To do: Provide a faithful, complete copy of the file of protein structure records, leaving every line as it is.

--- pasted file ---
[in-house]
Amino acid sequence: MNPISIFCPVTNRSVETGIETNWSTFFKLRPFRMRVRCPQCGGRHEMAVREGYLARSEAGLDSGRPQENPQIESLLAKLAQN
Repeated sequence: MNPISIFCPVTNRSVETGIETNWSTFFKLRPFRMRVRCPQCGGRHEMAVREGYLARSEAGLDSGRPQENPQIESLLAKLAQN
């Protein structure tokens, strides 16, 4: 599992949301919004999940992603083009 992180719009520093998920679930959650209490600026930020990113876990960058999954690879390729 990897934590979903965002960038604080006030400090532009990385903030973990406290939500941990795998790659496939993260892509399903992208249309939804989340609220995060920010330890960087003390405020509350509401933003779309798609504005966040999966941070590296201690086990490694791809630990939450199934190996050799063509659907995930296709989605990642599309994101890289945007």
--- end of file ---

[in-house]
Amino acid sequence: MNPISIFCPVTNRSVETGIETNWSTFFKLRPFRMRVRCPQCGGRHEMAVREGYLARSEAGLDSGRPQENPQIESLLAKLAQN
Repeated sequence: MNPISIFCPVTNRSVETGIETNWSTFFKLRPFRMRVRCPQCGGRHEMAVREGYLARSEAGLDSGRPQENPQIESLLAKLAQN
């Protein structure tokens, strides 16, 4: 599992949301919004999940992603083009 992180719009520093998920679930959650209490600026930020990113876990960058999954690879390729 990897934590979903965002960038604080006030400090532009990385903030973990406290939500941990795998790659496939993260892509399903992208249309939804989340609220995060920010330890960087003390405020509350509401933003779309798609504005966040999966941070590296201690086990490694791809630990939450199934190996050799063509659907995930296709989605990642599309994101890289945007």